An elegantly attired young woman is shown in a half-length portrait. Her hands are crossed in front of her at the wrist and she holds a partially open folding fan in her right hand. Her blue silk dress has long lace cuffs and a lace overlay at the shoulders and bodice. The bodice is also ornamented with silk bows of matching silk. At her neck is an elaborate pearl and lace choker; she has a matching pearl bracelet and seed pear earring. Her haif carries the blue of dress in the ornamentation at the crown of her head. Ribbons from her hair ornament cascade down either side of her bosom.
Johann Valentin Tischbein was a member of a prosperous Saxony-based family of artists. Tischbein spent time in the Netherlands working in Maastricht in 1747 and then at the Hague in 1750, before settling in Kassel as a court painter.
We do not know the sitter of this portrait, but from her elaborate dress we may assume that she was a young woman of rank in the region near Kassel. This painting is unusual in that it has never been relined (the process of adding a second canvas behind the original to give it support and strength) and preserves the freshness of the brushwork, particularly in the areas of the lace where the delicate impasto is frequently lost during relining.
Depicts a group of Arab warriors on horseback in full gallop charging away from the viewer through the desert landscape.
Renowned for his dynamic compositions of horses and nomadic Arab warriors in desert landscapes, Schreyer’s rapid sketch-like brushstrokes emphasize the forward momentum of the riders. Schreyer traveled to Syria, Egypt and North Africa in the early 1860s where he thoroughly immersed himself in the Arab culture, and the people and arid landscapes of these regions proved to be a rich source of imagery for his subsequent work.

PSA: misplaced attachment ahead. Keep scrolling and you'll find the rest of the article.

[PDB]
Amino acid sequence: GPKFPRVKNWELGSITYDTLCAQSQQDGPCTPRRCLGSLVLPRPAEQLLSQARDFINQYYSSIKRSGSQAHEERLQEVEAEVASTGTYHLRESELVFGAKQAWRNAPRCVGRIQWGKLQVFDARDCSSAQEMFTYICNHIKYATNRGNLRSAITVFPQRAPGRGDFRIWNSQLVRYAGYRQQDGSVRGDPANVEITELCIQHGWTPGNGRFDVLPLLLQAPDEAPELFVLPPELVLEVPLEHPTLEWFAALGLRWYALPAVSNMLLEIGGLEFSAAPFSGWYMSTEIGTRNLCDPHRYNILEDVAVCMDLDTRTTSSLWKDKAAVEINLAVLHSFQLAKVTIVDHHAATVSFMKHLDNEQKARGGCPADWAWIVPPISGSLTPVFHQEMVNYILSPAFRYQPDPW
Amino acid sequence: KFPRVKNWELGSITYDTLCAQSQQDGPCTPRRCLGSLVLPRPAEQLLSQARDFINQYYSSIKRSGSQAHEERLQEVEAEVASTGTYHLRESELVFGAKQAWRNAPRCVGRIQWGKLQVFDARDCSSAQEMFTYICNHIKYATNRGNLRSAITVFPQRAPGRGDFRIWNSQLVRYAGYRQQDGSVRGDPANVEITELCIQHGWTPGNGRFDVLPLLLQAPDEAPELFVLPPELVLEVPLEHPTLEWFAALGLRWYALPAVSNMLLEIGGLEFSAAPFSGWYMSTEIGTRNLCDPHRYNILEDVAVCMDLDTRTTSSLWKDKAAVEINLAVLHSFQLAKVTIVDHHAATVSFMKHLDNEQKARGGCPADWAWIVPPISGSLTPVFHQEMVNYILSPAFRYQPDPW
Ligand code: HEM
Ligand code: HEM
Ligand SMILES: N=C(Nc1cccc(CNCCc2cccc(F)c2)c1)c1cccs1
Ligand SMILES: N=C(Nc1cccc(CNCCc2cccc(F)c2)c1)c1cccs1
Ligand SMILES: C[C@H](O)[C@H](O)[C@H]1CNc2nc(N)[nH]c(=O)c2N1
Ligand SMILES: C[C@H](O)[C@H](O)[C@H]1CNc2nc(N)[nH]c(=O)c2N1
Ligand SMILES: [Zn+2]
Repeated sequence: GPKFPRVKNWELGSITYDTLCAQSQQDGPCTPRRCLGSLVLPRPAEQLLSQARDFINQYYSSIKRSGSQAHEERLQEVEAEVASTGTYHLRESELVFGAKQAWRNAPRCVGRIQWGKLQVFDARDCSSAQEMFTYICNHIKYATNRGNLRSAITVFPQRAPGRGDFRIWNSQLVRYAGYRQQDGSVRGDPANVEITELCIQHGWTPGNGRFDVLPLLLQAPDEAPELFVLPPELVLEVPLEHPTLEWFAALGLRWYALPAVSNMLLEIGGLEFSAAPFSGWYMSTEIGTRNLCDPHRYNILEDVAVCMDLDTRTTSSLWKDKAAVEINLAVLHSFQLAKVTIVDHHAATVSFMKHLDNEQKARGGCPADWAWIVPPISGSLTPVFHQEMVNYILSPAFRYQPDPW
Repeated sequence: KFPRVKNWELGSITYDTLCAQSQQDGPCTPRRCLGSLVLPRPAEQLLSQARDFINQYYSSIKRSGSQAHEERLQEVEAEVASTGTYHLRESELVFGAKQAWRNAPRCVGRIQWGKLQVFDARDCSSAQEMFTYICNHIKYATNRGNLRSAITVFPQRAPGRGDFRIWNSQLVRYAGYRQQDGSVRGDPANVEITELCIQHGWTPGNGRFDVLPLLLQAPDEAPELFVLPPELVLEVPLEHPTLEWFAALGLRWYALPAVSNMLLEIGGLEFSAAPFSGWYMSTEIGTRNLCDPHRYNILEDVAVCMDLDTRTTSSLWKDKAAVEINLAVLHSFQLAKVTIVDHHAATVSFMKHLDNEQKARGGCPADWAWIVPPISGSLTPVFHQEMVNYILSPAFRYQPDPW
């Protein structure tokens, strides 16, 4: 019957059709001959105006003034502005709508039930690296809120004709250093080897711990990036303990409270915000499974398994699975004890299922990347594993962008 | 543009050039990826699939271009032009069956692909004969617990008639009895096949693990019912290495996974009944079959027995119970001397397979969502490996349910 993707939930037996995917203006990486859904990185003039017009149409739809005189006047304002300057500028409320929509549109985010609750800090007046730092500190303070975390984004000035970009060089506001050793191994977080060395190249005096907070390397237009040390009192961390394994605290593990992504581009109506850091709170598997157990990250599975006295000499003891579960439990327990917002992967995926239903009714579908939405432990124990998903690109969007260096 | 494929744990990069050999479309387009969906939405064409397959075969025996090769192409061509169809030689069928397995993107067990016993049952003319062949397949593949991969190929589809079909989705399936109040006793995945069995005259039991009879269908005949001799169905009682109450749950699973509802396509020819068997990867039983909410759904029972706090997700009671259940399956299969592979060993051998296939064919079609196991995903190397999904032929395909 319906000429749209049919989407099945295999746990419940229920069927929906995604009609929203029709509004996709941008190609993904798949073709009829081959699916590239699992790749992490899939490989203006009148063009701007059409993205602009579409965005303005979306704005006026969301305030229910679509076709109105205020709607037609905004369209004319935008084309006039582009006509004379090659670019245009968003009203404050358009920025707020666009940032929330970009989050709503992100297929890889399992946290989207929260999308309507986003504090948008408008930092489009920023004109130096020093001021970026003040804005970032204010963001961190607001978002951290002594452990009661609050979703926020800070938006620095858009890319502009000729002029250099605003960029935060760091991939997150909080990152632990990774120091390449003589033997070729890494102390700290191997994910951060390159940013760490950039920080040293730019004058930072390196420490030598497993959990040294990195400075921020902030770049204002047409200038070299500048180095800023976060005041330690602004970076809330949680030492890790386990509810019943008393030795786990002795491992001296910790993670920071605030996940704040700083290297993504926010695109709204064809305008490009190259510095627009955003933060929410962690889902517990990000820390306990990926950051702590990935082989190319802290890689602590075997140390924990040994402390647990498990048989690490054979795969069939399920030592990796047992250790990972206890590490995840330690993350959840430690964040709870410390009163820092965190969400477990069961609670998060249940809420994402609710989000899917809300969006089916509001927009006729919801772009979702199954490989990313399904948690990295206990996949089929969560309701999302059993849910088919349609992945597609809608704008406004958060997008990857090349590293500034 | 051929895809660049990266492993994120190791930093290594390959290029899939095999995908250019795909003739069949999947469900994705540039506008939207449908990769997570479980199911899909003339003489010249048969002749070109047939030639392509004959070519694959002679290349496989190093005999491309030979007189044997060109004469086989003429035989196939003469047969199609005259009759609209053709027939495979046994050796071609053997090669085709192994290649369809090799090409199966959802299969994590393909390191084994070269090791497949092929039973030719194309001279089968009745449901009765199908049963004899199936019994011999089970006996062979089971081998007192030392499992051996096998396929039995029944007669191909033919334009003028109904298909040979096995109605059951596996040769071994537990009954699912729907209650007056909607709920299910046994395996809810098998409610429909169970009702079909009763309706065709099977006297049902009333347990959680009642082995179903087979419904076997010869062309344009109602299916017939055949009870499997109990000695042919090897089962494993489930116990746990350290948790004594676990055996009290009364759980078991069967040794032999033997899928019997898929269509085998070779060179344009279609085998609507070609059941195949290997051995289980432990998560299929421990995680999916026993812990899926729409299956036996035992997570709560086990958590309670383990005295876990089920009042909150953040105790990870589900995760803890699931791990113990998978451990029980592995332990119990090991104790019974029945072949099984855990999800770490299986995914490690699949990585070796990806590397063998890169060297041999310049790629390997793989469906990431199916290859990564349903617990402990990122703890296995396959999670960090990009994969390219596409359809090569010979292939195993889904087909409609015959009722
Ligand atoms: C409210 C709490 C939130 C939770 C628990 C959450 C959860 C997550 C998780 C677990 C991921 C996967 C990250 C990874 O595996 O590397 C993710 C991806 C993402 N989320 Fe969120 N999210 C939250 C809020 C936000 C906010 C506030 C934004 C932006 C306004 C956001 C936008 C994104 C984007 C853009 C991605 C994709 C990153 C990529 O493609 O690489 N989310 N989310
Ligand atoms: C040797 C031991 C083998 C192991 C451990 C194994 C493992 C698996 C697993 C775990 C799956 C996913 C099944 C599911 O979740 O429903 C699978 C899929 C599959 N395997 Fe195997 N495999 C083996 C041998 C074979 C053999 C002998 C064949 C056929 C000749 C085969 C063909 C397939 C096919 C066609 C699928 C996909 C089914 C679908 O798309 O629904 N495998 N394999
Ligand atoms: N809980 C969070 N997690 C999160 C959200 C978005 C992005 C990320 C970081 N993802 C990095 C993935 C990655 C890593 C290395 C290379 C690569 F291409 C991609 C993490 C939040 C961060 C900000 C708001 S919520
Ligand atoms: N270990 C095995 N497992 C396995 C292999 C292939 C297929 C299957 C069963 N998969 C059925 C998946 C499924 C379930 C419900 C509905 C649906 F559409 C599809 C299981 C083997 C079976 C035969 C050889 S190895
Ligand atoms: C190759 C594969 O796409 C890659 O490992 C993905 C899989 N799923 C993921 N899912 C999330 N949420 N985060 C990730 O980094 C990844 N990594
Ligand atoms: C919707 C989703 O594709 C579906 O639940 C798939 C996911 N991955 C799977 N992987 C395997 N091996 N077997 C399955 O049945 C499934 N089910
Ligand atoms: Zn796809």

Seated man with disfigured face and amputated lower legs, shabbily dressed, holding a crutch along with a bunch of flowers in his right hand
This study of a disfigured and destitute casualty of the Great War is an example of George Grosz's tendency to use art as indictment against the indifference of the powerful in the face of postwar suffering; the grievously injured veteran who must resort to begging to survive is a type commonly found in the artist's Weimar era work
A group of laborers, wearing hats and jackets, walks from viewer's right to left along a street littered with garbage. The two in the front carry shovels. In the background is an industrial landscape, dirty and in disrepair.
One of George Grosz's many works from the period after the First World War that explore the hardship of the poor and the working class in Germany's economic crisis, against a backdrop of a decaying industrial landscape.
In front, a woman wearing a hat depicted in profile faces to the left with three male figures behind her, one of which, depicted in profile and facing to the right, has the top of his head cut off; the background is comprised of architectural and figural fragments.
Grosz targeted a range of occupational and class types for scathing observation during the early Weimar years. These decidedly ugly denizens of the interwar Berlin street, which typically include pompous industrialists, strutting military leaders, and prostitutes, are often fragmented, truncated, and depicted in outline in cubo-futuristic juxtaposition with architectural fragments and other figures.